Congratulations on ALL your successes, JT – couldn’t happen to a nicer goddess.
And the Murderati rock.
Two of my favorites goddesses here already — Hi Mindy! Hi Alex! Thanks for stopping by.Mindy, I wrote 50K on ALL THE PRETTY GIRLS in the NaNo contest. Ended up scrapping a lot of it and rewriting, but it gave me a certain level of confidence — 50,000 words in 30 days is rush.Alex, I agree — my blogmates are the coolest folks around. (Next to you, of course:)
350 pages! 350 pages! That’s the deal *I* want!
Because those last 75 pages will kill you. But then that’s probably true no matter how long your manuscript is.
It’s so nice to see you going through all this JT. When I heard about your deal, I was thrilled, because I knew you’d been paying your dues and had a great agent behind you.
Congrats again. Here’s to a Killer Year…
Rob,You know those days when 350 seems like a mythical number that is completely unreachable? Yeah, right here, pal!Thank you for your kind words. Your journey on your blog seemed a little smoother. Or maybe that’s just your debonaire presence???
I think you’ve done a terrific job, J.T.! Especially the ‘on-the-way-to-publication’ info you offered. Good lessons for all of us – and now – now that you’re ‘contracted’-ta da!!! – You’ve even more insights to share as you take the journey through each step of the process. Oh, those first edits! And then, oh, those second edits! And then, oh, that copywriter who just doesn’t ‘get’ it! You’ll sail through them all and come out the champ you are. Can’t wait to take the trip with you. Ah, the memories I could share – but won’t. A grin here.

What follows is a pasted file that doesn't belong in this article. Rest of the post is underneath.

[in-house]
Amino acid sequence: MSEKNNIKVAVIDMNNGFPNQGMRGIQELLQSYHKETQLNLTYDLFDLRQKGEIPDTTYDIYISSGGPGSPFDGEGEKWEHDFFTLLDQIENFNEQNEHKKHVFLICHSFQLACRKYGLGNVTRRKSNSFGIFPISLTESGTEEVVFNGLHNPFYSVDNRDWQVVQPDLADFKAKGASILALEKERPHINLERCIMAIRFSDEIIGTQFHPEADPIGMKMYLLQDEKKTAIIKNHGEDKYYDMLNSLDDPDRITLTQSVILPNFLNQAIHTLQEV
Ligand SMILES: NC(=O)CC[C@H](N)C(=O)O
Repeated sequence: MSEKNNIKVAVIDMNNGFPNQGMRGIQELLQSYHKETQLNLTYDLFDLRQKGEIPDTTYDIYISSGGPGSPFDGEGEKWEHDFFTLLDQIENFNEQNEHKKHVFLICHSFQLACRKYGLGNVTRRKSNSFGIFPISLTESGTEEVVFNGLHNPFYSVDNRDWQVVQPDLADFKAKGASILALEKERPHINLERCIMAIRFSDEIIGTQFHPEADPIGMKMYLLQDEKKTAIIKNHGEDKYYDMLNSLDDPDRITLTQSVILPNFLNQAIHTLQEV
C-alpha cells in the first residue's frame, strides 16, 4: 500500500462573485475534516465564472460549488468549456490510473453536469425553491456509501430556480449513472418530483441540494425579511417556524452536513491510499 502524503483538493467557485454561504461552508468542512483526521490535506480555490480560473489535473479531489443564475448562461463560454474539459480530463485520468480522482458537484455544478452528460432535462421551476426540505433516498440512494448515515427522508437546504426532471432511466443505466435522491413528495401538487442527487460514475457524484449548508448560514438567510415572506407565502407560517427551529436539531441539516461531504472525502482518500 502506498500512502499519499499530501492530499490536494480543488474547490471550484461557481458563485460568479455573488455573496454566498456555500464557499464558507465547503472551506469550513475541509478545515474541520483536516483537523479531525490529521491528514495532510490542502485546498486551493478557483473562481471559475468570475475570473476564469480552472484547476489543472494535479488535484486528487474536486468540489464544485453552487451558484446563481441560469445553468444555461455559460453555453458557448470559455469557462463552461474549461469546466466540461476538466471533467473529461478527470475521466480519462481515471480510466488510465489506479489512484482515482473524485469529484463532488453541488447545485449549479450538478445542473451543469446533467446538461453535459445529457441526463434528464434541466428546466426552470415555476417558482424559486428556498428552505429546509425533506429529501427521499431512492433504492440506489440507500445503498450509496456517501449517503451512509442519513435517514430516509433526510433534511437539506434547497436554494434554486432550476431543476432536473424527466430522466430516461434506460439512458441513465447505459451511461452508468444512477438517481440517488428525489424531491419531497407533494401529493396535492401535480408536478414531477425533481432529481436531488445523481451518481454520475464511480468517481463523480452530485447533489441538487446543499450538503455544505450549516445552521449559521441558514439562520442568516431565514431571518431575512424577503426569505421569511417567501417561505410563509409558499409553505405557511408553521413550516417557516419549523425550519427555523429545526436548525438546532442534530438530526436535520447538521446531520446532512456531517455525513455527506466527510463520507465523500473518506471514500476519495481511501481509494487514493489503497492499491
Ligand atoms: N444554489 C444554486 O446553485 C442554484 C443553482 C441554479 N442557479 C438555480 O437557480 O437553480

And a ‘hello’ to Alexandra and Rob. Great to meet you both at ThrillerFest and nice to see you here on Murderati!
The comments about writing a certain number of words a day puts me in mind of a video (Bestsellers) that Mississippi Public Broadcasitng taped at Lemuria Book Store with Nevada Barr, John Grisham and Greg Iles. Greg Iles said (when he wrote) he produced 30 (I think that’s the right number) pages a day — and John and Nevada were having trouble thinking someone did that.
B.G.,I was hoping Allison Brennan would pop up on this one. She writes 25 pages a day four days a week (or is it three?) Either way, it’s certainly doable, but takes a great deal of talent. I’m happy with 5, estactic at 10. Take little steps toward a big goal, you know?
I recall Grisham and Barr talked about 3 or 4 pages normally and somewhere around 10-14 (I think) when ‘under the gun’.
I’m glad I read and not write, as I dislike writing down my shopping list.
JT, I think my ride probably WAS a lot smoother. As I said at my ThrillerFest panel, I was able — in the words of William Goldman — to jump past all the shit.
I already had a movie agent who knew who to get my book to. So I didn’t have to go the tortuous route so many writers have to follow, writing query letters, attending conferences, etc.
I’m very lucky in that respect and I admire anyone who can go that route and succeed. It takes balls of steel. I’m not sure I would have made it if I had had to go through all that.
I’m too damn lazy. 🙂
Isn’t it weird how one day you’re an unpublished writer, toiling away at a manuscript that may go no further than your computer, and the next day, you are a writer with a three-book deal and deadlines, deadlines, deadlines?
You’re the same person, yet you’re not. It’s very bizarre. The pay for most of us is low, the work intense, promotion never-ending (I won’t even get into remaindering), yet in the history books, there will be a notation under your name–published writer.
What a ride!
NaNoWriMo sounds not very doable at 2600 words a day, especailly for those with day jobs and families. But the actual number of words you need to write is 1667, if you don’t skip days. Have fun, anyone who tries it. It’s a real kick to accomplish that goal. 🙂
Brain dead moment. I also meant to congratulate Murderati on 25,000 visitors and wish you luck in the future with your great blog. But I got sidetracked by math, which is not my best subject. 🙂